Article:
With this I will now do 2 to the power of X, X being 0,1,2,3,4,5,6 etc. 25 24 23 22 21 20 - This is the 2x 1 0 0 1 0 1 - This is the binary for 37 32 16 8 4 2 1 - This is the base 2 rule Now to check that the binary is correct I will take the base 2 numbers where the binary is a 1 and add them together. I should get the denary number: 32+4+1=37 This is how denary is converted to binary. Data Packets In networking, data must be formed in a package to be able to be transported over a network. Package formats vary for different types of networks. However the term data packet is always used to describe a package. A packet will contain a minimum of the foundation address, the destination address, data and error control. The foundation address is sent so the destination knows who sent the data. The destination address is used to find the right destination. Data is the actual information being sent. Error control is sent to help identify problems with the data once it has arrived at its destination (see chapter 1b for error detection techniques). Asynchronous and Synchronous Transmissions Asynchronous transmission means that the receiving device must accept the receipt of data before the source device will send more data. In synchronous transmission, both devices will synchronise with each other before any data is sent. Bandwidth (Analogue) Analogue signals are sine waves which look like the waveform in image 1. Sine waves are known as analogue signals is because they are an analogy of sound waves which travel in the same way. Analogue bandwidth is the number is cycles that occurs with the sine wave over a period of time, for example in image 1, the wave is 1Hz and occurred within 20ms so the bandwidth is 1Hzpms (1 Hertz per millisecond). ...read more.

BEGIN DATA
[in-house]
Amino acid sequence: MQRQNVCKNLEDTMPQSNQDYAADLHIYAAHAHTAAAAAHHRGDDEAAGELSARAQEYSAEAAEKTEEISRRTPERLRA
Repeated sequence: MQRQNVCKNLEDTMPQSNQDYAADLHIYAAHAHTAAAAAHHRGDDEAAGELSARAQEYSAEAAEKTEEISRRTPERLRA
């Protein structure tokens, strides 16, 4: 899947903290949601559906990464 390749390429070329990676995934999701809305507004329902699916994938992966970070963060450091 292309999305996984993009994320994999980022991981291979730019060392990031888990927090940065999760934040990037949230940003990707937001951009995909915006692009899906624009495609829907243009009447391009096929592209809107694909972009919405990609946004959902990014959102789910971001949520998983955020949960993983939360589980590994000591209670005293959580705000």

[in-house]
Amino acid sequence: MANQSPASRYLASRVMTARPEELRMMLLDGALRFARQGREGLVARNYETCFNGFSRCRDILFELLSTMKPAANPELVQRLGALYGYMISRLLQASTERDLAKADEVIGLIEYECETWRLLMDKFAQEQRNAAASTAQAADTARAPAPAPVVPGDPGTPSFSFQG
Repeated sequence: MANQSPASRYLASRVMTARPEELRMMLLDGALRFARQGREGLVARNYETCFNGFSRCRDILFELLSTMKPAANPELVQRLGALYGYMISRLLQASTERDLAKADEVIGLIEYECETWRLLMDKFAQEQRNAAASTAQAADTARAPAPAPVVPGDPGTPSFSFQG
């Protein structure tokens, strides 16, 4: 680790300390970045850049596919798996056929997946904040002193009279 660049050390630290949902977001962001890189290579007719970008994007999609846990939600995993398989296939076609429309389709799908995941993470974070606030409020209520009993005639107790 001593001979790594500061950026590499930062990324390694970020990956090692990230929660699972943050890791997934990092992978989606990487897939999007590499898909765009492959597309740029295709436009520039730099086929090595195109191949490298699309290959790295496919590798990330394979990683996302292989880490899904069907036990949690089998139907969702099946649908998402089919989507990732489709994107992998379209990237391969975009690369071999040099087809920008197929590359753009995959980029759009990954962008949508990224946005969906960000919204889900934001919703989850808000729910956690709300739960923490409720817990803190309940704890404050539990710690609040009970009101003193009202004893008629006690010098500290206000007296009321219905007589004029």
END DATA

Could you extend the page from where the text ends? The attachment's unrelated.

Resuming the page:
Conclusion

Most of these processes build upon what it needs and assumes that only an underlying transport method (such as a datagram or connection) will be provided. Transport Layer (OSI) In OSI, the Transport layer takes the data that is going to be sent and breaks it down into individual packets that are sent and then reassembled by the Transport layer at the destination. It also provides a signalling service which tells the sender that the destination had received the data has been successfully received. Transport Layer (TCP/IP) In TCP/IP, the Transport layer introduces two transport protocols, TCP and UDP. TCP implements reliable transportation of data whereas UDP doesn't. The reason this is, is because TCP required acknowledgement to ensure that data is sent correctly and successfully. If an error is detected, the packet can be resent. UDP just broadcasts the data without any need for a reply from the destination therefore data transportation will be faster but will be less reliable as errors can occur. Comparing Transport for both Models Transport for both models is very similar as they both contain transfer protocols that required acknowledgement that data has been received by the destination. While this would be slower, this is more effective as data will always end up being sent correctly. Network Vs. Internet. Both OSI and TCP/IP support a connectionless network service. OSI's CLNP is practically identical to the Internet's IP. Both are best-effort-delivery protocols. They are virtually identical but the one major difference that sets them apart is that CLNP supports variable length addresses whereas IP supports fixed, 32-bit addresses. Data Link/Physical Vs. Subnet In OSI, the Data Link and Physical layers resemble directly to the Subnet layer of TCP/IP. Most of the time, the lower layers below the Network layer of TCP/IP is rarely discussed. During the creation of both OSI and TCP/IP, it was decided that the Network layer for TCP/IP would match the Data Link layer of OSI. ?? ?? ?? ?? BTEC IT Practitioners Unit 8 Communication Technologies Olateju Famuyiwa ...read more.